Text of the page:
White beet-leaves soup is so-called because it is made from the white part of the beet-leaves
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This entry is a re-creation of a recipe from Le Menagier de Paris (France, 1393 - Janet Hinson, trans.), entitled "White beet-leaves soup is so-called because it is made from the white part of the beet-leaves". [insert a brief description of dish here, possibly including any or all of the following: characteristics of the final dish, when or how it might have been served, and why you selected it]

The Source Recipe
The original text of the recipe is as follows:

White beet-leaves soup is so-called because it is made from the white part of the beet-leaves, with backbone, with sausages, and with ham, in the seasons of autumn and winter, on meat days; and know that no other fat than that of pork is good with it. And first you clean, wash, and mince them, and blanch them, that is in summer when the beet-leaves are young: but in winter, when the beet-leaves are older and tougher, they should be parboiled instead of blanched, and if it is a fish day, after the above you must put them in a pot with hot water and so cook them, and also cook minced onions, then fry the onions, and then fry the beet-leaves with the onions which have already been fried; then put all to cook in a pot with cow's milk, if it is a fish day not in Lent; and if it is Lent, use milk of almonds. And if it is a meat day, when the beet-leaves are blanched, or winter beet-leaves are parboiled as told above, put them in a pot to cook in salted water, with pork and bacon in it.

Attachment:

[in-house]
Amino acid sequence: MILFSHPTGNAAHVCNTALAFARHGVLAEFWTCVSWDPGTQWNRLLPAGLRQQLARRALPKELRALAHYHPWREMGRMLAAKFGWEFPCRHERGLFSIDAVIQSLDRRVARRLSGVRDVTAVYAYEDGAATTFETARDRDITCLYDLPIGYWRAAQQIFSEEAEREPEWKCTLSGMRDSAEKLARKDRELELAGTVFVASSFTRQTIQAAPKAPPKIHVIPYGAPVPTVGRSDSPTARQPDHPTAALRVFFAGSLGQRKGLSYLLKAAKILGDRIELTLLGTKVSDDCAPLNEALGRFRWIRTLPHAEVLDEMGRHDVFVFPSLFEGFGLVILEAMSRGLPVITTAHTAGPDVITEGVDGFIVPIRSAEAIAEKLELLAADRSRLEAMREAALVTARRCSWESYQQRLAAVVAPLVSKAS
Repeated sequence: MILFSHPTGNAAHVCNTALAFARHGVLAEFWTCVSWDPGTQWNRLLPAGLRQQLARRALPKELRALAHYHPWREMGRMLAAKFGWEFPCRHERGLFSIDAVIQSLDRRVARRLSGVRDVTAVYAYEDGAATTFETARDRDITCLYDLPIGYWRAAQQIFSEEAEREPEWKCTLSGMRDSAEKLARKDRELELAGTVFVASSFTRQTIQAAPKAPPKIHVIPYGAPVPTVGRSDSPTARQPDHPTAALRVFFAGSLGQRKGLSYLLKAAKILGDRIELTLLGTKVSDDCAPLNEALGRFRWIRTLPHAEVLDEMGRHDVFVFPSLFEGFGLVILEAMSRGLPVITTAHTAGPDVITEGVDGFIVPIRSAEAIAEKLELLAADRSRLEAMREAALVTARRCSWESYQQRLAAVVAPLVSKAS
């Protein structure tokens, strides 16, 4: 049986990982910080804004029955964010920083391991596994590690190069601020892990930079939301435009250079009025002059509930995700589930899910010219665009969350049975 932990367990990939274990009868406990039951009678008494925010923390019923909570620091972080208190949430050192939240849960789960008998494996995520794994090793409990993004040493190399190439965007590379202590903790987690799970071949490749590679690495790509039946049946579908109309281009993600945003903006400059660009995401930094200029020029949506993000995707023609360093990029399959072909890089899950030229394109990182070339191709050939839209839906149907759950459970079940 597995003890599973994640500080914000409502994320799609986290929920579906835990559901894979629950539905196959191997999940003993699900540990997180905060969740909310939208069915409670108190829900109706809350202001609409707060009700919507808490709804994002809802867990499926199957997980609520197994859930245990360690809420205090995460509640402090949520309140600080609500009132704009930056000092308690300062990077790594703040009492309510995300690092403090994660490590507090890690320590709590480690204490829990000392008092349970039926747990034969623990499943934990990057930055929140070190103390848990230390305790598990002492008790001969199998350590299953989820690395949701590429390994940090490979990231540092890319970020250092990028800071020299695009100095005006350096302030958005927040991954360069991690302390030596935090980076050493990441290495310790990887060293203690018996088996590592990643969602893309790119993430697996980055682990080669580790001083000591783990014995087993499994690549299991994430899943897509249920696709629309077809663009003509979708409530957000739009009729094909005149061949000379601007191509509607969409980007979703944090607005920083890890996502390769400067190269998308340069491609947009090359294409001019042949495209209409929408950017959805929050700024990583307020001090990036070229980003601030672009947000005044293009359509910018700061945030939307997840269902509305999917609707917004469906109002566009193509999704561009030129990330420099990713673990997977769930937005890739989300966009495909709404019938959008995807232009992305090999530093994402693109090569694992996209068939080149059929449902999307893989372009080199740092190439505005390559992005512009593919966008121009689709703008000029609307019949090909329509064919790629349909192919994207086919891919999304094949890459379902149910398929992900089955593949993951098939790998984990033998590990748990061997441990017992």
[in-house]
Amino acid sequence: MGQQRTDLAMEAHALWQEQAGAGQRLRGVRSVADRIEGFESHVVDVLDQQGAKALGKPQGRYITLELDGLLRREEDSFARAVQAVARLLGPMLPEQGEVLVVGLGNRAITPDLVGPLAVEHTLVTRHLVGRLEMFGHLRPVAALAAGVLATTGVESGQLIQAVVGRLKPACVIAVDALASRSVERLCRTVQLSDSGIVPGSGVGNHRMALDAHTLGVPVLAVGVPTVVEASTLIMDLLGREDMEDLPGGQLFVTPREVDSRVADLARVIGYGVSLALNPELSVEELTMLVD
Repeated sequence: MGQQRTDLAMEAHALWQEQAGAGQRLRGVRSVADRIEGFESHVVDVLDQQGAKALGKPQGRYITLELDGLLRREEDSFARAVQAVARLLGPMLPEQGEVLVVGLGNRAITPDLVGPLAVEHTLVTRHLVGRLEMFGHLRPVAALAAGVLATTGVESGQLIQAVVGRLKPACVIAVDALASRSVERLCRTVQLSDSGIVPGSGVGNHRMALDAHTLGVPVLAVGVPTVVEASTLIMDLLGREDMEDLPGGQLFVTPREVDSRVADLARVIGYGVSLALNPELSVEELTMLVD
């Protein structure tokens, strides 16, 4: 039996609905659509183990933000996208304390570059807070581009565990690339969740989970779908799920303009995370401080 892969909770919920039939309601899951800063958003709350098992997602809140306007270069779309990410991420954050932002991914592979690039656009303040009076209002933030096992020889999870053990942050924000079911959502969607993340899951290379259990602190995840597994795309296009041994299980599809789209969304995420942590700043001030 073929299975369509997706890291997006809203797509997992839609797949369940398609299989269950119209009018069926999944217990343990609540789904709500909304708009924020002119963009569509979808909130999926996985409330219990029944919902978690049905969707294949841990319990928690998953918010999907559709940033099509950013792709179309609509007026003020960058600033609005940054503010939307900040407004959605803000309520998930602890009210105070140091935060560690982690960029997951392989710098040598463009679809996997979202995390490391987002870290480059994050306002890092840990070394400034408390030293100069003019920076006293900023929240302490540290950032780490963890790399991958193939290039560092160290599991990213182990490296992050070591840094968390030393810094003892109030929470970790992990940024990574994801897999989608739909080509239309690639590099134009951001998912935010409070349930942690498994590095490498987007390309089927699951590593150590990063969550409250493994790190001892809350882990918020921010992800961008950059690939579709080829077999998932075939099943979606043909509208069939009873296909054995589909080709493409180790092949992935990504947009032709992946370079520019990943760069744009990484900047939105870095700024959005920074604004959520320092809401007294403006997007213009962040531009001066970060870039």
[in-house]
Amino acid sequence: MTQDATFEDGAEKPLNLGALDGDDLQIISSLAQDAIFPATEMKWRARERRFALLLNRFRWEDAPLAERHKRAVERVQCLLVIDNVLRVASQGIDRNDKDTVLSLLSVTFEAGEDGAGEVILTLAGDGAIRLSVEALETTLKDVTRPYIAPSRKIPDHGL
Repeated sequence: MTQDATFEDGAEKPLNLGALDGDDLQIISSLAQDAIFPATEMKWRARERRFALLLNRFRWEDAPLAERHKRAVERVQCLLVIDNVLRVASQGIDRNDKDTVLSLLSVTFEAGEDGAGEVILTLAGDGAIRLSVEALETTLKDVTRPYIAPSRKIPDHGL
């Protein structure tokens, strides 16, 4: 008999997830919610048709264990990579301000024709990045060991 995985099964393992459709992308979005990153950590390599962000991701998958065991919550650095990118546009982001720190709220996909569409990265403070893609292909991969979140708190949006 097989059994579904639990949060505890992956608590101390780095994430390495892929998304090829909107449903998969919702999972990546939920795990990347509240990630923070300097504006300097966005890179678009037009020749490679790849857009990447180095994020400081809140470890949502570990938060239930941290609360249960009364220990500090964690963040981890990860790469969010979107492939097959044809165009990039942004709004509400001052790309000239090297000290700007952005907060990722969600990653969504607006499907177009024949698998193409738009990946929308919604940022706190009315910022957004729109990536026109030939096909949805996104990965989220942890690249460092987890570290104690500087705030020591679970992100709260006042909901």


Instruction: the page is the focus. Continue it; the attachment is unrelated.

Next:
Related Recipes
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Soup from beet-leaves washed, then minced and parboiled, is greener that those which are first parboiled and then chopped. But the greenest and best is that which is cleaned, then washed and then minced very small, then blanched in cold water, then change the water and moisten in another water then squeeze out handfuls and put in a pot to boil in a stock of bacon and mutton; and when it has boiled a little and you wish to garnish it, put in a little cleaned parsley, washed and chopped, and a few yellow turnip-tops, and boil only till it bubbles. [Le Menagier de Paris]

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The original recipe calls for the following ingredients: [edit this list as appropriate]


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Searchable index of "Le Menagier de Paris". Medieval Cookery.
  <http://www.medievalcookery.com/search/display.html?menag:202>. Accessed on May 28, 2020, 11:31 am.

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